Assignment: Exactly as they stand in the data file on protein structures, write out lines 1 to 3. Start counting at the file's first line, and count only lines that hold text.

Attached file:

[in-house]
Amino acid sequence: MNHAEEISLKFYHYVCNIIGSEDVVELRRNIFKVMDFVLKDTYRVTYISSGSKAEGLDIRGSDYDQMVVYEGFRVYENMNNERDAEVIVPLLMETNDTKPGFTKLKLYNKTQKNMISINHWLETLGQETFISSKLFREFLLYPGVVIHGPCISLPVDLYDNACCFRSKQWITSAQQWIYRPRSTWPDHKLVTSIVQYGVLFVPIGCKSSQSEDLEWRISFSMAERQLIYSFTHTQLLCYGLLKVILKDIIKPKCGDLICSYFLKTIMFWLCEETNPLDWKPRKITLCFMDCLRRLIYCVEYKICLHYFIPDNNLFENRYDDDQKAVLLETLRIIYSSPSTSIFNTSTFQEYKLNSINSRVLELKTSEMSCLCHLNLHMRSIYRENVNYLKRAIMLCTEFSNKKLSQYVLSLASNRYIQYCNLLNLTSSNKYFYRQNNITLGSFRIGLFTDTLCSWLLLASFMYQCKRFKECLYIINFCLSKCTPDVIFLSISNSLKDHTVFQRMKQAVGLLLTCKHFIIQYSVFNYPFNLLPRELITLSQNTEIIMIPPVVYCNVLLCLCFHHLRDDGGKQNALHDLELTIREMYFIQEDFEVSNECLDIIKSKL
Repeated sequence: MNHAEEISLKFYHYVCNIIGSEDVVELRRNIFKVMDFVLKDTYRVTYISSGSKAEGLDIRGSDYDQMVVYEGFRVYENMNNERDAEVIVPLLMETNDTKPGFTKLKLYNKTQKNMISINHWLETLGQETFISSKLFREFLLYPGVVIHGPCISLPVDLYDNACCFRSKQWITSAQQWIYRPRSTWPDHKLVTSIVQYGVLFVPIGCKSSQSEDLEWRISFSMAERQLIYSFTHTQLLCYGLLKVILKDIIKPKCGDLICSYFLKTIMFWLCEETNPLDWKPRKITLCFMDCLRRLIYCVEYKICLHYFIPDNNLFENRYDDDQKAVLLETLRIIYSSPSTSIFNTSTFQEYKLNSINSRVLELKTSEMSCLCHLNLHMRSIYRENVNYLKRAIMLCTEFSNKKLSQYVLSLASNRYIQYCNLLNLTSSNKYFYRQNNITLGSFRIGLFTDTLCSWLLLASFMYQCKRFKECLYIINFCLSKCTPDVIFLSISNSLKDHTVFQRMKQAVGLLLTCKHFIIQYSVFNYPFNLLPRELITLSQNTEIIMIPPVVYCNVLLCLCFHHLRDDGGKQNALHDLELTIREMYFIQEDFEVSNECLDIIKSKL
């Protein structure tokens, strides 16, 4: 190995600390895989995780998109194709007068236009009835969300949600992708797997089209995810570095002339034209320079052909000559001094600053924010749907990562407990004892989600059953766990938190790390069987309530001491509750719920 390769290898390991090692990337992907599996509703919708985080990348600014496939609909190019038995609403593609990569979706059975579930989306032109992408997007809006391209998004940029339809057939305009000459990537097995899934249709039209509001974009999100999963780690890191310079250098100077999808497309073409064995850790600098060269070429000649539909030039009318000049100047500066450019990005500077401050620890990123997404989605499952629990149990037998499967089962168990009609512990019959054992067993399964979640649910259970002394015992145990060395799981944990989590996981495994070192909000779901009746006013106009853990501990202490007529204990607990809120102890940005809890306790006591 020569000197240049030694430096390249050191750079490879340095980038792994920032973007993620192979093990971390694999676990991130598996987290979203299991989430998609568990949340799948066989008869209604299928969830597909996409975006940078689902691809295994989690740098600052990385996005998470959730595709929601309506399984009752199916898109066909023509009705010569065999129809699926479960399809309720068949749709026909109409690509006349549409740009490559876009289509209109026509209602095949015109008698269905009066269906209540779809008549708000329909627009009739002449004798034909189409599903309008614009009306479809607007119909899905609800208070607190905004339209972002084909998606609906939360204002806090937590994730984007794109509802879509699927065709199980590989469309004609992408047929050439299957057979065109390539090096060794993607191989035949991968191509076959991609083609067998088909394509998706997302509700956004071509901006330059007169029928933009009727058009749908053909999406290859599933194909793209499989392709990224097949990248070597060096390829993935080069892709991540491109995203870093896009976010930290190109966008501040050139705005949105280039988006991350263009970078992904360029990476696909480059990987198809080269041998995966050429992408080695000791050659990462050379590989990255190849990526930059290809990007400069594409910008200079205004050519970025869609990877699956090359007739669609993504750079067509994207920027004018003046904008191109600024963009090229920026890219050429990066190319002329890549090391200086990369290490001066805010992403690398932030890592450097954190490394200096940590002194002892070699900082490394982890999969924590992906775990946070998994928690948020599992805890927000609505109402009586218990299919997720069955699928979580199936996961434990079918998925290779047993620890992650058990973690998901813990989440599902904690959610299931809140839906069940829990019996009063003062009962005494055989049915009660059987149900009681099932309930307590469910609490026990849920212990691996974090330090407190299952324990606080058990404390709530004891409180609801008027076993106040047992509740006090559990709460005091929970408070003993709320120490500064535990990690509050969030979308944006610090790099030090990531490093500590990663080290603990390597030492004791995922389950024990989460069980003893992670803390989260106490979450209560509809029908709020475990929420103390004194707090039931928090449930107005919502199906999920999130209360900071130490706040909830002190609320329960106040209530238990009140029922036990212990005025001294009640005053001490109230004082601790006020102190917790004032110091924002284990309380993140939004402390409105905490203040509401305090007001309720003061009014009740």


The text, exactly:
[in-house]
Amino acid sequence: MNHAEEISLKFYHYVCNIIGSEDVVELRRNIFKVMDFVLKDTYRVTYISSGSKAEGLDIRGSDYDQMVVYEGFRVYENMNNERDAEVIVPLLMETNDTKPGFTKLKLYNKTQKNMISINHWLETLGQETFISSKLFREFLLYPGVVIHGPCISLPVDLYDNACCFRSKQWITSAQQWIYRPRSTWPDHKLVTSIVQYGVLFVPIGCKSSQSEDLEWRISFSMAERQLIYSFTHTQLLCYGLLKVILKDIIKPKCGDLICSYFLKTIMFWLCEETNPLDWKPRKITLCFMDCLRRLIYCVEYKICLHYFIPDNNLFENRYDDDQKAVLLETLRIIYSSPSTSIFNTSTFQEYKLNSINSRVLELKTSEMSCLCHLNLHMRSIYRENVNYLKRAIMLCTEFSNKKLSQYVLSLASNRYIQYCNLLNLTSSNKYFYRQNNITLGSFRIGLFTDTLCSWLLLASFMYQCKRFKECLYIINFCLSKCTPDVIFLSISNSLKDHTVFQRMKQAVGLLLTCKHFIIQYSVFNYPFNLLPRELITLSQNTEIIMIPPVVYCNVLLCLCFHHLRDDGGKQNALHDLELTIREMYFIQEDFEVSNECLDIIKSKL
Repeated sequence: MNHAEEISLKFYHYVCNIIGSEDVVELRRNIFKVMDFVLKDTYRVTYISSGSKAEGLDIRGSDYDQMVVYEGFRVYENMNNERDAEVIVPLLMETNDTKPGFTKLKLYNKTQKNMISINHWLETLGQETFISSKLFREFLLYPGVVIHGPCISLPVDLYDNACCFRSKQWITSAQQWIYRPRSTWPDHKLVTSIVQYGVLFVPIGCKSSQSEDLEWRISFSMAERQLIYSFTHTQLLCYGLLKVILKDIIKPKCGDLICSYFLKTIMFWLCEETNPLDWKPRKITLCFMDCLRRLIYCVEYKICLHYFIPDNNLFENRYDDDQKAVLLETLRIIYSSPSTSIFNTSTFQEYKLNSINSRVLELKTSEMSCLCHLNLHMRSIYRENVNYLKRAIMLCTEFSNKKLSQYVLSLASNRYIQYCNLLNLTSSNKYFYRQNNITLGSFRIGLFTDTLCSWLLLASFMYQCKRFKECLYIINFCLSKCTPDVIFLSISNSLKDHTVFQRMKQAVGLLLTCKHFIIQYSVFNYPFNLLPRELITLSQNTEIIMIPPVVYCNVLLCLCFHHLRDDGGKQNALHDLELTIREMYFIQEDFEVSNECLDIIKSKL